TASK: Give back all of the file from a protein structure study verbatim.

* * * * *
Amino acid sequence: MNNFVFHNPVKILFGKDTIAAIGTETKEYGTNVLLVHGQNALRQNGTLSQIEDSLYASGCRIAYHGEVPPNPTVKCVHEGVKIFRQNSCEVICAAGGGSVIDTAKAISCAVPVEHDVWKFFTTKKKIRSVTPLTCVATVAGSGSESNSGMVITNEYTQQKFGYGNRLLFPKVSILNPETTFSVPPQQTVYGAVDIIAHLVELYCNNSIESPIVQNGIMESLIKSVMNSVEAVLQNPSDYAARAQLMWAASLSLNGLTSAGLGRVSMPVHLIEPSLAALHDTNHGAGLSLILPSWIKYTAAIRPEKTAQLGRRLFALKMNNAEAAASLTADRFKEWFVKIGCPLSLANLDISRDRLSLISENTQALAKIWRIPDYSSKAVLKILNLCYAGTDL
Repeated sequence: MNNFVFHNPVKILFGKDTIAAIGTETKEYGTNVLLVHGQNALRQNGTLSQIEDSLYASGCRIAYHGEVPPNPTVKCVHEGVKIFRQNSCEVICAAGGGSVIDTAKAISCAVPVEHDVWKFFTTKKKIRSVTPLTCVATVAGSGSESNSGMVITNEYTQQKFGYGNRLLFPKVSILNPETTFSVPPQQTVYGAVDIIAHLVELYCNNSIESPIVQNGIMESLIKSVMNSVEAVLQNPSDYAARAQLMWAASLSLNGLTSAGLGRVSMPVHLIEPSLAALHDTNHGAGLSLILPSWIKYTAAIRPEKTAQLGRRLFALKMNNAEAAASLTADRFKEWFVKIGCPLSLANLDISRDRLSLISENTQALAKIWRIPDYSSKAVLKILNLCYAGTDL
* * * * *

Amino acid sequence: MNNFVFHNPVKILFGKDTIAAIGTETKEYGTNVLLVHGQNALRQNGTLSQIEDSLYASGCRIAYHGEVPPNPTVKCVHEGVKIFRQNSCEVICAAGGGSVIDTAKAISCAVPVEHDVWKFFTTKKKIRSVTPLTCVATVAGSGSESNSGMVITNEYTQQKFGYGNRLLFPKVSILNPETTFSVPPQQTVYGAVDIIAHLVELYCNNSIESPIVQNGIMESLIKSVMNSVEAVLQNPSDYAARAQLMWAASLSLNGLTSAGLGRVSMPVHLIEPSLAALHDTNHGAGLSLILPSWIKYTAAIRPEKTAQLGRRLFALKMNNAEAAASLTADRFKEWFVKIGCPLSLANLDISRDRLSLISENTQALAKIWRIPDYSSKAVLKILNLCYAGTDL
Repeated sequence: MNNFVFHNPVKILFGKDTIAAIGTETKEYGTNVLLVHGQNALRQNGTLSQIEDSLYASGCRIAYHGEVPPNPTVKCVHEGVKIFRQNSCEVICAAGGGSVIDTAKAISCAVPVEHDVWKFFTTKKKIRSVTPLTCVATVAGSGSESNSGMVITNEYTQQKFGYGNRLLFPKVSILNPETTFSVPPQQTVYGAVDIIAHLVELYCNNSIESPIVQNGIMESLIKSVMNSVEAVLQNPSDYAARAQLMWAASLSLNGLTSAGLGRVSMPVHLIEPSLAALHDTNHGAGLSLILPSWIKYTAAIRPEKTAQLGRRLFALKMNNAEAAASLTADRFKEWFVKIGCPLSLANLDISRDRLSLISENTQALAKIWRIPDYSSKAVLKILNLCYAGTDL